If you’ve followed my work lately, via the 365 project, especially, you’ll see I’ve been using the Mextures ($1.99 in the app store) app quite a bit. Okay, let’s be honest, a lot!
With Mextures I discovered a tool that allowed me to add some texture to images, where it seemed appropriate, with great ease and control. Their recent update, 2.0, they’ve elevated the toolkit to be a true, robust editor.
I get quite a few questions on how I use some of the apps I use, so I’d been wanting to do a peek under the hood of Mextures and talk about how I use it in my workflow. I’ll give some screen shots of the interface and talk about a few of the key components.
Here’s the main screen when you open the app. You can shoot with the app or import images you’ve already snapped from your library. I tend do the latter. Most often I shoot with the native camera or Hipstamatic.
Now I’ve been using the app a while, months, so I have a pretty good sense of what filters/effects I might apply. However with the new update, I find I’m poking around this app more and more.
From the main menu you have a lot of options, from Favorites, this are filters you’ve faved, to Radiance, Grit & Grain, three sets of Light Leaks, Emulsion, Grunge, Landscape enhancements and Vintage Gradients. My go-to’s within the app are most often Grunge, Landscape Enhance and Emulsion. Occasionally I pop into Radiance and play with some of the light leaks.
Here’s what I did with this photo.
Starting with the Radiance set, I selected the Daybreak filter, then used the magic wand to select the Blending Option for the layer, for this one I chose Softlight. Then adjusted the filter effect with the slider to 58%.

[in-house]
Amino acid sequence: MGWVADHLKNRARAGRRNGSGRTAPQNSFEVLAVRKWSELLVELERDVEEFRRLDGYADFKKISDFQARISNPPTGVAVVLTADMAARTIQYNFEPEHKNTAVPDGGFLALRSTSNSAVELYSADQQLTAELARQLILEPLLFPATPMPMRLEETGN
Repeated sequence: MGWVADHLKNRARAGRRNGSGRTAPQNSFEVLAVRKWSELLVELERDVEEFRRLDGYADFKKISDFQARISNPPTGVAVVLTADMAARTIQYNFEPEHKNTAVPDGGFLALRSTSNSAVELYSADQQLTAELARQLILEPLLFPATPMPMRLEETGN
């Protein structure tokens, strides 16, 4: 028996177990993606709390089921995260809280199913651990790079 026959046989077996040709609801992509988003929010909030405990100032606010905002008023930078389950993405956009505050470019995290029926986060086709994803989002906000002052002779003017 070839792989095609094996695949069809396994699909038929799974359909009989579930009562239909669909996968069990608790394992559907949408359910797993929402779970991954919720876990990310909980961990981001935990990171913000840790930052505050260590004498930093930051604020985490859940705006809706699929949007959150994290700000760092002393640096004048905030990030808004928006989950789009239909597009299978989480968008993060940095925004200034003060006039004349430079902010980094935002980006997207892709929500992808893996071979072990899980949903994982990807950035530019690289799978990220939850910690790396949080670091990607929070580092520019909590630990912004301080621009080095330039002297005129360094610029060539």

From there I went to Light Leaks and added bokeh, then to Landscape Enhance and added May, but decided I wasn’t too keen on that combo so I deleted those layers. To add a layer click the plus sign, it will take you back to the main screen with all the filter options. If you go into a filter pack and realise you want to try something else, click on the half circle with the up arrow along the bottom of the app, it will display that menu again.
How do you delete a layer? Click on the “eyeball” and it will show you what layers you have. Want to remove one, click the “x” and confirm you want to remove it.
After removing those I went to Grunge and selected Window Wash, going with the Multiply Blending Mode and adjusting the effect to 72%.
How do you adjust a blending mode? Click on the Magic Wand above the filters and poof, new menu. Play around in there and go with options you like. Go to the extreme or be subtle. I tend to be at least a little restrained, but not always.
Then back to the Light Leaks set, the first one and I selected the Bokeh Baby effect, using the blending mode of Softlight at only 17%. There’s just a hint, which is more revealed with the last bits of editing.
For my final bits on this edit I clicked on the two sliders button, which reveals a bunch of “film” effect filters, plus many of the controls you see in other editing apps. Contrast, Exposure, Temperature, and more. Once you’re in there just slide the tool bar left to reveal more and more options. I do normally do these functions in Snapseed or vscocam, but now that it’s an option in version 2.0, I’ve been playing with it a lot more.
The final recipe for this image?
– Cross Process film filter
– Temperature +15
– Contrast +15
– Exposure +11
– Sharpen +4
Boom! Here’s the final!
Create a series of effects you think you’ll want to use again? Click the Up arrow in the top right corner to reveal the option to save your own formula. Those are accessed by the little flask looking icon. This is also the same menu from which you’d save all your work to your camera roll.
This is just one way that I would use Mextures. I love adding texture and playing around with colour and pushing things a bit, Mextures is a great tool for doing just that.
Be subtle. Be bold. Be creative.
Whew! Have fun kids, more posts like this are on the way.
Thanks for reading, hope you enjoy!